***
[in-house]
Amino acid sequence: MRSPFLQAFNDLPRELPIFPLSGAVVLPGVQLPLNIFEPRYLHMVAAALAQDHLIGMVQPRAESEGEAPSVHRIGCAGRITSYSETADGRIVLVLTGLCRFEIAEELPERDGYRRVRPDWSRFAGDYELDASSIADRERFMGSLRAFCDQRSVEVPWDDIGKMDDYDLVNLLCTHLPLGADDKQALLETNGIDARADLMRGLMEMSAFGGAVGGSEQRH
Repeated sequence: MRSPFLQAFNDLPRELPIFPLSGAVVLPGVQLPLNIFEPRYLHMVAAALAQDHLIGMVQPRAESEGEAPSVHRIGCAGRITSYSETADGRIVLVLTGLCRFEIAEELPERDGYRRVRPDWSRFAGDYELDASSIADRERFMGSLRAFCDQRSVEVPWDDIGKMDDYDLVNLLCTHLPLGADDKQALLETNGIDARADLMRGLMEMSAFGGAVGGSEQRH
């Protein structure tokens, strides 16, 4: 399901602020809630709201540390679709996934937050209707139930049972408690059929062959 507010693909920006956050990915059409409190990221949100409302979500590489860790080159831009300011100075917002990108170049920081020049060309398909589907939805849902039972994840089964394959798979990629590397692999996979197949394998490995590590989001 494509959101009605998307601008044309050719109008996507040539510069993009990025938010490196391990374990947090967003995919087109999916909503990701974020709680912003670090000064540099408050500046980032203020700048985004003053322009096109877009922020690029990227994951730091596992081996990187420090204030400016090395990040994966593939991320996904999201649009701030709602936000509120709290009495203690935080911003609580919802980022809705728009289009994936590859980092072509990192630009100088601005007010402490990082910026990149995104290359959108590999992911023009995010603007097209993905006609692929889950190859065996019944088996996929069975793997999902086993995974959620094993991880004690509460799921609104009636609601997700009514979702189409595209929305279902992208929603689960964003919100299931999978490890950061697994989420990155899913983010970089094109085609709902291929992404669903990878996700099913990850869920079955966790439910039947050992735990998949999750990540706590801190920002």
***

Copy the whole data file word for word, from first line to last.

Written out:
[in-house]
Amino acid sequence: MRSPFLQAFNDLPRELPIFPLSGAVVLPGVQLPLNIFEPRYLHMVAAALAQDHLIGMVQPRAESEGEAPSVHRIGCAGRITSYSETADGRIVLVLTGLCRFEIAEELPERDGYRRVRPDWSRFAGDYELDASSIADRERFMGSLRAFCDQRSVEVPWDDIGKMDDYDLVNLLCTHLPLGADDKQALLETNGIDARADLMRGLMEMSAFGGAVGGSEQRH
Repeated sequence: MRSPFLQAFNDLPRELPIFPLSGAVVLPGVQLPLNIFEPRYLHMVAAALAQDHLIGMVQPRAESEGEAPSVHRIGCAGRITSYSETADGRIVLVLTGLCRFEIAEELPERDGYRRVRPDWSRFAGDYELDASSIADRERFMGSLRAFCDQRSVEVPWDDIGKMDDYDLVNLLCTHLPLGADDKQALLETNGIDARADLMRGLMEMSAFGGAVGGSEQRH
């Protein structure tokens, strides 16, 4: 399901602020809630709201540390679709996934937050209707139930049972408690059929062959 507010693909920006956050990915059409409190990221949100409302979500590489860790080159831009300011100075917002990108170049920081020049060309398909589907939805849902039972994840089964394959798979990629590397692999996979197949394998490995590590989001 494509959101009605998307601008044309050719109008996507040539510069993009990025938010490196391990374990947090967003995919087109999916909503990701974020709680912003670090000064540099408050500046980032203020700048985004003053322009096109877009922020690029990227994951730091596992081996990187420090204030400016090395990040994966593939991320996904999201649009701030709602936000509120709290009495203690935080911003609580919802980022809705728009289009994936590859980092072509990192630009100088601005007010402490990082910026990149995104290359959108590999992911023009995010603007097209993905006609692929889950190859065996019944088996996929069975793997999902086993995974959620094993991880004690509460799921609104009636609601997700009514979702189409595209929305279902992208929603689960964003919100299931999978490890950061697994989420990155899913983010970089094109085609709902291929992404669903990878996700099913990850869920079955966790439910039947050992735990998949999750990540706590801190920002």